Make sense? Maybe. Maybe not. Again, if you’d like to dip your toes into the mouth of madness and learn more about the taxonomic struggle over our New World rat snakes, check out Mike Van Valen’s “The Ratsnake Mess for Dummies.” Also note that none of this madness has anything to do with the Red rat snake, Pantherophis guttatus, also known as the Corn snake (good god).
Anyhow, these photographs are of a gray-variant Eastern rat snake (Pantherophis alleghaniensis) photographed in southcentral Georgia. A few years back, I would’ve called this a “Gray rat snake.” Now I’m afraid to even use the word “gray.” 50 Shades of Gray Rat Snake Taxonomy is enough to drive anyone into submission, it seems.
I rather adored this specific
Gray Eastern rat snake. During my two years there, rat snakes were particularly common in this stretch of Lowndes county, and some of them (this one included) had a touch of the striping more typical in the Florida peninsula populations. A bit of a transitional example from the yellow-variant to the gray-variant, if you will… It was also, as you might notice below, a bit reactive and defensive. Honestly, I must admit I get tickled when a (non-venomous) snake gives me a bit of the ole’ defensive mouth hug. I guess there is a little 50 Shades of Gray going on here…?
You’ll see plenty of Eastern rat snake photographs on floridensis in time (both yellow- and gray-variants). This is easily one of my favorite species to work with!
When it comes to photographing wildlife, nature, and various facets of ecology, I’ll work with pretty much anything I come across. Though I may carry a particular bias in favor of Anolis lizards and Nerodia watersnakes, there ain’t much in our natural world I don’t find extremely worthy of my time, imagination, and consideration. It certainly doesn’t take much to impress me when it comes to wildlife, and the Royal starfish, Astropecten articulatus, is no exception. I mean, look at this beautiful creature! This particular species of starfish is moderately common along my stretch of Florida coastline, though you don’t often see them washed up in the surf in such a healthy, robust state. Sometimes, however, the currents and various environmental factors bring them up to the shallows — and when they do show up, the Royal starfish certainly know how to bedazzle the lumbering hominids ambling along the beach. With their deep purple dorsal tone and accompanying orange trim, the Royal starfish is damn near impossible to not notice. Truly a majestic starfish.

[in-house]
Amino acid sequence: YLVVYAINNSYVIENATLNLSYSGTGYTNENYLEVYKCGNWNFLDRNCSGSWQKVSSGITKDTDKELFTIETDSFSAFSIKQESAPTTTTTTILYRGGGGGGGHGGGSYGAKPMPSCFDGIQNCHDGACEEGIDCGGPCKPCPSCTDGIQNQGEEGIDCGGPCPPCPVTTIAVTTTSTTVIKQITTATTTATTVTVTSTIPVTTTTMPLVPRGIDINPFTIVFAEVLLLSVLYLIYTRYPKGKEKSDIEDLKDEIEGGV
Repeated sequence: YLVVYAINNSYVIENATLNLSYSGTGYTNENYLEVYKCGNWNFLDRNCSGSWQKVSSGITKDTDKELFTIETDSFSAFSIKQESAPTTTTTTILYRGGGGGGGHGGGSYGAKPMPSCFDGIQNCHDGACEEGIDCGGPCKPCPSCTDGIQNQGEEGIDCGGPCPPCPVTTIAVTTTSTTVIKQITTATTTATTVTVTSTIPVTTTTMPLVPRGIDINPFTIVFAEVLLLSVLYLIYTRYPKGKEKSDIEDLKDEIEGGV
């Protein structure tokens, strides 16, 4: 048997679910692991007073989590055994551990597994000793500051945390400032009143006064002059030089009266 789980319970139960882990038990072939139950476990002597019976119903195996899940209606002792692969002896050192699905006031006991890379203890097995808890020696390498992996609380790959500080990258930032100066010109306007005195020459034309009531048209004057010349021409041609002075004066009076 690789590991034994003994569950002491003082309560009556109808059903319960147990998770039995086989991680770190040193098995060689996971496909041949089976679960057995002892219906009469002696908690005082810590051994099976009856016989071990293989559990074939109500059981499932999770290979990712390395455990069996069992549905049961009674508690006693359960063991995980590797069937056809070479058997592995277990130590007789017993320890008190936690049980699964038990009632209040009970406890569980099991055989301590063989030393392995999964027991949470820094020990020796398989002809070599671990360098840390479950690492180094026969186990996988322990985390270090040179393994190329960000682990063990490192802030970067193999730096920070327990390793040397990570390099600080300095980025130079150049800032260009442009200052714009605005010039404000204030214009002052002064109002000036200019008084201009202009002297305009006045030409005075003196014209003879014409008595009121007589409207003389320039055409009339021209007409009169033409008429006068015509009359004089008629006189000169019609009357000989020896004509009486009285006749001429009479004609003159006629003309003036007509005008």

From 2011 through 2013, I lived and worked in Valdosta, Georgia. One of the delightful perks of teaching at Valdosta State University was an abundance of Redbelly watersnakes (Nerodia erythrogaster erythrogaster) living on campus. I frequently found this non-venomous watersnake species loitering about the dominant canal-line creek that cut its way through campus. Though it comes close, this is not a species that typically ranges south to the part of eastern central Florida where I’m from and once again now live. Being an uber-fan of Nerodia watersnakes, then, my time at VSU was certainly a gift on this front. Redbelly watersnake hunt small fish and frogs and are largely diurnal. Though they are entirely non-venomous, far too many people confuse this species with the venomous Cottonmouth (Agkistrodon conanti; Agkistrodon piscivorus) — even though they look nothing alike. Fortunately, most folks at VSU never even noticed them. People have a habit of walking with their eyes glued to their phones these days. From a certain perspective, I guess that’s a blessing for the snakes trying to scratch out a living on a busy university campus!